LYSTRA (lĭs'tra, Gr. Lystra). A Roman colony founded by Augustus. It had an aristocratic core of citizens with franchise, a group likely to honor the similar status of Paul. The community at large was not culturally advanced. In Lystra W. M. Ramsay discovered an inscription dedicating a statue to Zeus and Hermes, two deities who were linked in a local cult explained by Ovid.
Philemon and Baucis, the legend ran, entertained the two gods unawares with hospitality the rest of the community churlishly withheld. Hence the identification of Paul and Barnabas with the same two deities (Latinized by Vulgate and kjv into ). At Isauria, not far away, an inscription has been found to “Zeus before the gate,” hence it was probably the location of the proposed ceremony mentioned in
LYSTRA lĭs’ trə (ἡ Λύστρα τὰ Λύστρα). A town in the central region of S Asia Minor (
Lystra is an ancient village of the district of Lycaonia which was c. twenty-four m. S of Iconium, a Phrygian village. Lystra was built upon a small hill suddenly rising c. 100-150 ft. above the surrounding plain located on the E of the mountain ranges which form the Pisidian triangle. It was not located on any significant road or trade route; in fact, it was located c. eight to ten m. from the great trade route. It is probable that the territory of Lystra was bounded in the N by Iconium, in the W by the mountains, and in the S by Isauria Vetus. The borders of the territory of Lycaonia are difficult to determine, esp. in the E, because of the absence of towns in the area. It is thought that the territory of Lycaonia was not any larger than 100 square m. The plain surrounding Lystra was fertile, with two small rivers passing by the village’s mound.
In becoming a Rom. colony, Lystra sent (in the 2nd cent.) a statute of concord to its sister colony of Antioch in Pisidia. When Lystra had become a colony she acquired some Rom. settlers, most of whom were veterans. Also, under the Rom. influence roads were built during Augustus’ rule, whereby a road went from Iconium through Lystra and then on to Derbe and Laranda and finally into Cilicia.
Regarding Lystra’s inhabitants, first, the Rom. element was a small group of the local aristocracy of soldiers. They were the ruling class. Second, there were the Gr.-educated residents who were called the Hellenes. The Hellenes were not a racial group but an educated and generally well-to-do segment of the population. Timothy, whose father was a Hellene and his mother a Jewess (
The Rom. aristocracy spoke Lat., the educated were able to speak Gr., and the Lycaonians spoke in their own vernacular (cf.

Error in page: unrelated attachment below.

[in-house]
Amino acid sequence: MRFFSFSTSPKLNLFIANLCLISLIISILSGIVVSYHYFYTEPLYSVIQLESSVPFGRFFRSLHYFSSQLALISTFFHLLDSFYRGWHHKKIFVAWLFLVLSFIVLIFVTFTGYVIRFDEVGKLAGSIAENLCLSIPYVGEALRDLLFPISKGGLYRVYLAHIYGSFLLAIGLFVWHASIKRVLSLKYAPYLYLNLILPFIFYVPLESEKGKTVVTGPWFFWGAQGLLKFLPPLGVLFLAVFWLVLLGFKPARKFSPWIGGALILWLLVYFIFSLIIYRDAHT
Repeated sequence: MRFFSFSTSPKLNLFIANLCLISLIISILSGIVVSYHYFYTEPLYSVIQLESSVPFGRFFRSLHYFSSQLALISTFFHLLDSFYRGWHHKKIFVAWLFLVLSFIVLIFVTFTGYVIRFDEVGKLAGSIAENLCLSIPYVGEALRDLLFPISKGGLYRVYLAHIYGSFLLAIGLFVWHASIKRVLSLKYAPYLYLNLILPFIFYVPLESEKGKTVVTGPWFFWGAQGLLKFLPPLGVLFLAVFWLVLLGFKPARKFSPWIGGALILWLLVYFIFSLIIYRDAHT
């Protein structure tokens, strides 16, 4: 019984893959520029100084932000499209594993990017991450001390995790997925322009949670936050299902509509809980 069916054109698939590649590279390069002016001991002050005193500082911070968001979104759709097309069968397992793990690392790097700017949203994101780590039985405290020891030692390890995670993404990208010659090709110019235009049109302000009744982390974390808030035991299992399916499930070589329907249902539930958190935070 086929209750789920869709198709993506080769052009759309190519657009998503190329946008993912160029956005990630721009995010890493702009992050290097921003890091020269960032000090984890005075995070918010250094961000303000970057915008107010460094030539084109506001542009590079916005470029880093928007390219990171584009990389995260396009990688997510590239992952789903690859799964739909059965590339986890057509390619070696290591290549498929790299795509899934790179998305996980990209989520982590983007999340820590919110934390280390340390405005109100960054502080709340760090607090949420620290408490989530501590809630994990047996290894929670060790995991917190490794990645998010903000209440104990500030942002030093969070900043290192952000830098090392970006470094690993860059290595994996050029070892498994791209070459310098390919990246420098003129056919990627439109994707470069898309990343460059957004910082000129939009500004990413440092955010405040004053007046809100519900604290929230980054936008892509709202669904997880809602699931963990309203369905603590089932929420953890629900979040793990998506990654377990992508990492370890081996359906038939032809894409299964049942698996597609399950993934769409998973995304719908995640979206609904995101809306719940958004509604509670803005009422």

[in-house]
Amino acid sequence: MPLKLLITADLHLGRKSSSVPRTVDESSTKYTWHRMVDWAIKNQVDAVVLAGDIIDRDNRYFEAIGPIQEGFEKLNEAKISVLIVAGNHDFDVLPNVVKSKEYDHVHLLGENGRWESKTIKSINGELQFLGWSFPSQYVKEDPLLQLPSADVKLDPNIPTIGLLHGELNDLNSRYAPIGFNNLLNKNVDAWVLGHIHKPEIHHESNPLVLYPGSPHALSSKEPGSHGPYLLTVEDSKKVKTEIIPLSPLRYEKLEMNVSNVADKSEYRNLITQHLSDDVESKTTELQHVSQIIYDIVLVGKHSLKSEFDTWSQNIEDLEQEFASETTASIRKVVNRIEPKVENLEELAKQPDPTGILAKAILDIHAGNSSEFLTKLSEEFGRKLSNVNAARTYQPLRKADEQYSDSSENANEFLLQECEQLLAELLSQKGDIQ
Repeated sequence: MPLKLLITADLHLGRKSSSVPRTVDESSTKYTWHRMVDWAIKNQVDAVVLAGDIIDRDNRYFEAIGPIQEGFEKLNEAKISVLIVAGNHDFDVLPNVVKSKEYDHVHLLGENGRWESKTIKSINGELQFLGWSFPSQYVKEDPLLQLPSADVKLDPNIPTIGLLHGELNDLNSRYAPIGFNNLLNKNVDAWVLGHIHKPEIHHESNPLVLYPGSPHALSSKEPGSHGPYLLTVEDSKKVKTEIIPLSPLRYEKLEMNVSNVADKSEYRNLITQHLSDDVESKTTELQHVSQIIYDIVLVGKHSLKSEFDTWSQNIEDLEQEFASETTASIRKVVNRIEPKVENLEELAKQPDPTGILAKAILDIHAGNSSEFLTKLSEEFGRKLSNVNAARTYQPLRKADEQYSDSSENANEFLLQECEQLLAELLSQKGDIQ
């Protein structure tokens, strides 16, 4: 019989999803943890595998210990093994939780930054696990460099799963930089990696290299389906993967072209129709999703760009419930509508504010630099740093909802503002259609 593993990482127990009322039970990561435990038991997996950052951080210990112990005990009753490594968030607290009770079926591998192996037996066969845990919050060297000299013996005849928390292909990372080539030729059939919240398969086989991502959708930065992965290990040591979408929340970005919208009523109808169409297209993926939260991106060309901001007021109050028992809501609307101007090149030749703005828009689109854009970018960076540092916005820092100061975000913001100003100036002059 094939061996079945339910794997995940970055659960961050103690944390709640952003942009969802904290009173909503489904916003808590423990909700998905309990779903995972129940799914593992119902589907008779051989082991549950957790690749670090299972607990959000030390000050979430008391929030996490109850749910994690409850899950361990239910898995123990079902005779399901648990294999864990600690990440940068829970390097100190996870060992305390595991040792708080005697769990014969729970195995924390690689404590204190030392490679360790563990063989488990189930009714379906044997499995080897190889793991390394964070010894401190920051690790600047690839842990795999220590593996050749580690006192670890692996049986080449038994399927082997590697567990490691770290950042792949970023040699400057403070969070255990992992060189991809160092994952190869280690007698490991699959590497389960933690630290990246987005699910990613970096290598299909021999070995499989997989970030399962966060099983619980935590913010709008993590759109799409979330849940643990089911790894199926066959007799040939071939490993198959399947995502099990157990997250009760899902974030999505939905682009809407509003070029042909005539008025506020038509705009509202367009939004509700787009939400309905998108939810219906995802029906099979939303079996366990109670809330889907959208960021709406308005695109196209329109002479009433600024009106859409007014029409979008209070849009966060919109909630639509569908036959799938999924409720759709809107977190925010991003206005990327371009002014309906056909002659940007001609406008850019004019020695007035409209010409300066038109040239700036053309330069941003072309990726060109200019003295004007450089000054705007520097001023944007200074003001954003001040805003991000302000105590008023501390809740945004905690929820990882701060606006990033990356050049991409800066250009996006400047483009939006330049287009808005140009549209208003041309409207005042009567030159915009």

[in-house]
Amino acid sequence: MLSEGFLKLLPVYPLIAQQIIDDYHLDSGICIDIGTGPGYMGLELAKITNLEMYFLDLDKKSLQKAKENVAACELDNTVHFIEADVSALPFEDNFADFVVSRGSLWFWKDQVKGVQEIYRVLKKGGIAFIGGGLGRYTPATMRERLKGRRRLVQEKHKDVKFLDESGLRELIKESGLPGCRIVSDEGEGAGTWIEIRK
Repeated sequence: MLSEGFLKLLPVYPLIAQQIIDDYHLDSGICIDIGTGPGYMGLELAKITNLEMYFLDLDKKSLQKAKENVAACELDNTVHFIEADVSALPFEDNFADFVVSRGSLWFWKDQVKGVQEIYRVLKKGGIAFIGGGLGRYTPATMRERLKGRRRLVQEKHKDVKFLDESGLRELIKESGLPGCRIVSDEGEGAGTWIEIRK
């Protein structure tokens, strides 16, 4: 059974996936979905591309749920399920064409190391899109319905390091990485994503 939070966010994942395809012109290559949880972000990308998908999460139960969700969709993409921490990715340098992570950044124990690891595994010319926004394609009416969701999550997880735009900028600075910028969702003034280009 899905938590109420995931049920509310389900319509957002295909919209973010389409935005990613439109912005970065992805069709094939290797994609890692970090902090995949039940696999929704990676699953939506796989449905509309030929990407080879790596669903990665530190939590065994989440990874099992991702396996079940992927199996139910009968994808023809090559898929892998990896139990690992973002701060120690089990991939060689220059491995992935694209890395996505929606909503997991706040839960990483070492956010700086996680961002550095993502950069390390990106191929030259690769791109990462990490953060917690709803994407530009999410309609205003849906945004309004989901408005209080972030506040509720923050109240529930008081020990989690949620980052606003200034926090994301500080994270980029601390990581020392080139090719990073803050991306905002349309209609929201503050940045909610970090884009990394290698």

On the first missionary journey, Paul and Barnabas arrived at Lystra (c. a.d. 49), having fled the hostility of the Jews at Iconium (
On his second missionary journey Paul traveled through Syria and Cilicia and revisited the churches and Derbe and Lystra (c. a.d. 50) (
W. M. Ramsay, The Historical Geography of Asia Minor (1890), passim; W. M. Ramsay, The Church in thebefore A.D. 170, 5th ed. (1897), 47-54, passim; W. M. Ramsay, A Historical Commentary on St. Paul’s Epistle to the Galatians (1899), 223-227; W. M. Ramsay, “Lystra,” HDB (1900), 178-180; W. M. Ramsay, The Cities of St. Paul (1907), 407-418; W. M. Ramsay, St. Paul the Traveller and the Roman Citizen, 15th ed., enlarged (1925), passim; W. M. Ramsay, The Social Basis of Roman Power in Asia Minor (1941), 180-199, passim; D. Magie, Roman Rule in Asia Minor (1950) I, 462-464; II, 1324-1327; F. F. Bruce, Commentary on the Book of the Acts (1954), ad loc.; E. Lerle, “Die Predigt in Lystra,” NTS, VII (1960), 46-55; M. J. Mellink, “Lystra,” IDB, III (1962), 194, 195; E. M. Blaiklock, Cities of the (1965), 31-34; B. Levick, Roman Colonies in Southern Asia Minor (1967), 51-53, 195-197, passim; A. H. M. Jones, The Cities of the Eastern Roman Provinces, 2nd ed. (1971), 134, 135.
M. A symbol used by the NT scholar B. H. Streeter in his Four-Document hypothesis to designate one of the supposed sources of the gospel of Matthew, standing for matter peculiar to this gospel.
International Standard Bible Encyclopedia (1915)
lis’-tra: The forms Lustran, and Lustrois, occur. Such variation in the gender of Anatolian city-names is common (see Harnack, Apostelgeschichte, 86; Ramsay, Paul the Traveler, 128). Lystra was visited by Paul 4 times (
1. Character and Site:
Lystra owed its importance, and the attention which Paul paid to it, to the fact that it had been made a Roman colonia by Augustus (see Antioch), and was therefore, in the time of Paul, a center of education and enlightenment. Nothing is known of its earlier, and little of its later, history. The site of Lystra was placed by Leake (1820) at a hill near Khatyn Serai, 18 miles South-Southwest from Iconium; this identification was proved correct by an inscription found by Sterrett in 1885. The boundary between Phrygia and Lycaonia passed between Iconium and Lystra. (
The population of Lystra consisted of the local aristocracy of Roman soldiers who formed the garrison of the colonia, of Greeks and Jews (
2. Worship of Paul and Barnabas:
After Paul had healed a life-long cripple at Lystra, the native population (the "multitude" of
(1) "Kakkan and Maramoas and Iman Licinius priests of Zeus";
(2) "Toues Macrinus also called Abascantus and Batasis son of Bretasis having made in accordance with a vow at their own expense (a statue of) Hermes Most Great along with a sun-dial dedicated it to Zeus the sun-god."
Now it is evident from the narrative in Ac that the people who were prepared to worship Paul and Barnabas as gods were not Greeks or Romans, but native Lycaonians. This is conclusively brought out by the use of the phrase "in the speech of Lycaonia" (
Ramsay, Cities of Paul, 407 ff. On the new inscriptions, see Calder, The Expositor, 1910, 1 ff, 148 ff; id, Classical Review, 1910, 67 ff. Inscriptions of Lystra are published in Sterrett, Wolfe Expedition, and in Jour. Hell. Stud., 1904 (Cronin).